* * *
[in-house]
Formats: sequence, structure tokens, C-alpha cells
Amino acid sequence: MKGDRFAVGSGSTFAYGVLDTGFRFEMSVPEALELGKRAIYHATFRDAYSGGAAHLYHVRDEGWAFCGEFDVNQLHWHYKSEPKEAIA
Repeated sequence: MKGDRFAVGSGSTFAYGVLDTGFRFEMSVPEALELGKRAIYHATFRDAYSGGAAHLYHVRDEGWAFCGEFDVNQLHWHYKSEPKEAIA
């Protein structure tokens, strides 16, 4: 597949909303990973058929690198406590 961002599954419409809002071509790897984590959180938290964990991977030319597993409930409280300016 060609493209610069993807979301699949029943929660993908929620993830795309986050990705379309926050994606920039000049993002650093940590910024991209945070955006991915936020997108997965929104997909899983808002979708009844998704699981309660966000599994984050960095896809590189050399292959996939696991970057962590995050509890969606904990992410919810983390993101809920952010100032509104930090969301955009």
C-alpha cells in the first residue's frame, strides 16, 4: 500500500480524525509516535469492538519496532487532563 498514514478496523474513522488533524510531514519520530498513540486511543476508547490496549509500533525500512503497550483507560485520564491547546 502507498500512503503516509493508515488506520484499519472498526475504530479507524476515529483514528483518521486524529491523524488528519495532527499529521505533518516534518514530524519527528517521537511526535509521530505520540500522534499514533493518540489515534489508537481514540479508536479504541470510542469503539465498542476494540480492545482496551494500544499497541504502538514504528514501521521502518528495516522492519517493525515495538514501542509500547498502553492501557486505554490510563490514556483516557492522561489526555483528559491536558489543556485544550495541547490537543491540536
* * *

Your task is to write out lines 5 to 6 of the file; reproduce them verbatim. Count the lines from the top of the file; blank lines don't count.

């Protein structure tokens, strides 16, 4: 597949909303990973058929690198406590 961002599954419409809002071509790897984590959180938290964990991977030319597993409930409280300016 060609493209610069993807979301699949029943929660993908929620993830795309986050990705379309926050994606920039000049993002650093940590910024991209945070955006991915936020997108997965929104997909899983808002979708009844998704699981309660966000599994984050960095896809590189050399292959996939696991970057962590995050509890969606904990992410919810983390993101809920952010100032509104930090969301955009």
C-alpha cells in the first residue's frame, strides 16, 4: 500500500480524525509516535469492538519496532487532563 498514514478496523474513522488533524510531514519520530498513540486511543476508547490496549509500533525500512503497550483507560485520564491547546 502507498500512503503516509493508515488506520484499519472498526475504530479507524476515529483514528483518521486524529491523524488528519495532527499529521505533518516534518514530524519527528517521537511526535509521530505520540500522534499514533493518540489515534489508537481514540479508536479504541470510542469503539465498542476494540480492545482496551494500544499497541504502538514504528514501521521502518528495516522492519517493525515495538514501542509500547498502553492501557486505554490510563490514556483516557492522561489526555483528559491536558489543556485544550495541547490537543491540536